Take my heart out and you will see the scar. From top to bottom, jagged across the middle, the scar is still raw and pink.
But against all odds, my heart is nearly whole. Lu and I took the time to stitch the other's back together with words and love and patience and time.
Pass by pass, stitch by stitch she sealed and healed my rendered soul, my tattered heart, and helped me learn how to walk and speak and think again.
I thought I was going to die in the days after he did. I thought we would be demolished by the unfathomable grief and lacerating sadness.
Yet somehow, now, eight years out from the day I married Lu, I can somehow still think that I am lucky to have her in my life. Lucky that we have our amazing son Zephyr. Lucky that we found a way to rediscover laughter, to allow light to re-enter our darkened world. We are lucky to be together despite our terrible loss.
I married her because she was beautiful and sweet, patient and spontaneous, because she was steadfast, honest, brilliant and true. What I didn't know then is that she was one of the strongest and most determined people I would ever know. Her strength of will and incredible outlook on life were absolutely pivotal in our ability to stay together and stay in love when everything around us shattered and disintegrated on the day he died.
She healed my heart with her gorgeous, liquid eyes, and I held her tight through terrible days when not one single thing in the world made a speck of sense.
But the scar remains and always will, and if you look closely enough you will see that it is only nearly whole. There is still and always a space, a void, an endless abyss in the shape of my son Silas. It looks minuscule from a distance, but don't be fooled.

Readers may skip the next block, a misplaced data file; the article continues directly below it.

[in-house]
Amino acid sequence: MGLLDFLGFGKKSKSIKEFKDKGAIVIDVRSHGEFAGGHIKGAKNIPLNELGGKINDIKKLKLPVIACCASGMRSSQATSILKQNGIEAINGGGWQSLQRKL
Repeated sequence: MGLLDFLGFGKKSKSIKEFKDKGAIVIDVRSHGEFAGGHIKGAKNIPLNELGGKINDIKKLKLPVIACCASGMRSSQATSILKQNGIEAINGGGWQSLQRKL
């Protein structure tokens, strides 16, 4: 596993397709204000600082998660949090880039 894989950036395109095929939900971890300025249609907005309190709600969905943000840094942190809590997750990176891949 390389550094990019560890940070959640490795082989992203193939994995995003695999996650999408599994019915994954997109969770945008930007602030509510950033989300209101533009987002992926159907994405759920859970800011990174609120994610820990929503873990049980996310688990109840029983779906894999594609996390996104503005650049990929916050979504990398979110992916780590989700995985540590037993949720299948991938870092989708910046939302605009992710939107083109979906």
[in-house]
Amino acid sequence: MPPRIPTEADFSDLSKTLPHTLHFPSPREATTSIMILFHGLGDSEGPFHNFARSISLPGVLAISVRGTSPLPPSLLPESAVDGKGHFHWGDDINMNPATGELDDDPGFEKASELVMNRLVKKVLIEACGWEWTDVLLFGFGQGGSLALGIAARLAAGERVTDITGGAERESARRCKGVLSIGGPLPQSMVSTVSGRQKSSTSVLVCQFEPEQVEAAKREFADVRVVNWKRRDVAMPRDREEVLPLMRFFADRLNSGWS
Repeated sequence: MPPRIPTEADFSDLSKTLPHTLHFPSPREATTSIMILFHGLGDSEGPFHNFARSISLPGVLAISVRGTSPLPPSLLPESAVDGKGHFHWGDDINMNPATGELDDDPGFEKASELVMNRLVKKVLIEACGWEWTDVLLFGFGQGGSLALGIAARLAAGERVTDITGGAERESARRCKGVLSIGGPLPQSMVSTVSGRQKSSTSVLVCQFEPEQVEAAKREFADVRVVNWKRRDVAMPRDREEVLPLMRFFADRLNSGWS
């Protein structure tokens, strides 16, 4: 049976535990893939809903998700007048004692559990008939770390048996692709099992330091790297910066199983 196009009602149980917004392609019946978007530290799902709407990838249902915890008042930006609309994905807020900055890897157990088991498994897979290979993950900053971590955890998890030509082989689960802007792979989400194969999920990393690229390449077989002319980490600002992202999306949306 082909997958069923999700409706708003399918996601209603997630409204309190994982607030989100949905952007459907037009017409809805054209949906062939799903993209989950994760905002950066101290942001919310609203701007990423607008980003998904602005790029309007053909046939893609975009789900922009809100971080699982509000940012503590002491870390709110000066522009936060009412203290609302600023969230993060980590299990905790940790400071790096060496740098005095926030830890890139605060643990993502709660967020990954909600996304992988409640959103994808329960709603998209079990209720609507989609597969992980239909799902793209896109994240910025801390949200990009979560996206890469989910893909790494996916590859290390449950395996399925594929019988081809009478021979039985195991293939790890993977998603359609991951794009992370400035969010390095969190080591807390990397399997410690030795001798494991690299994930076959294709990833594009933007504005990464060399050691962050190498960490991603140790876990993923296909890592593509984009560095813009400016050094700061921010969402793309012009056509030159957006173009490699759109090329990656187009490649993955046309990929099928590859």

That fleck of darkness on the surface of my pulsing heart expands wider and wider the closer you get until the obsidian midnight rift is all-encompassing, swallowing the field of vision until we pass within, into the endless shadow of my limitless grief.
I don't want that hole closed.
I don't want to give away the pain of his absence.
I don't want to ever be so healed that I cannot feel him in me, in us, in our sense of the world.
When Silas died I had no idea what it was like to have a son. I was hurled into a shadow world of counter-factuals, of impossible ignorance. I thought Silas was going to teach me how to be a dad, but instead I learned how to grieve and not die from it. With Zephyr so vivid and alive right before my very eyes, everything I was denied is being revealed, but the weight of losing Silas makes me ballistic with fear sometimes. I panic at the slightest thought of anything happening to Zephyr, ever, for any reason at all. Yet just as I refused to let grief define and destroy me, so too do I deny the power of fear to stop me from reveling in Zeph's every breath.
Lu is an amazing mom, and I am thrilled to share this life with her. I cannot believe to this day that I can feel this good, after so many years of terrible sadness. The strangest part, though, is how that still-present sadness mixes with the happiness I feel when I spend the day with Zeph, or watch him curled up and nursing in Lu's lap, or hearing him shouting "Dada!" when I get home from work.
The echo of his shout is the silence from Silas and the knowing look in Lu's eyes. She hears what I don't either.
I love them all fiercely, the two here with me, and the one we can only share in our sewn-up and scarred hearts. This is our family and it will always be so: drenched in light and love and happiness and shadowed by our loss that we can never fully comprehend.
What do your metaphysical scars look and feel like? How have you and your partner navigated the treacherous landscape of your life together after losing your child or children? How do your living children affect the memory of what you have lost?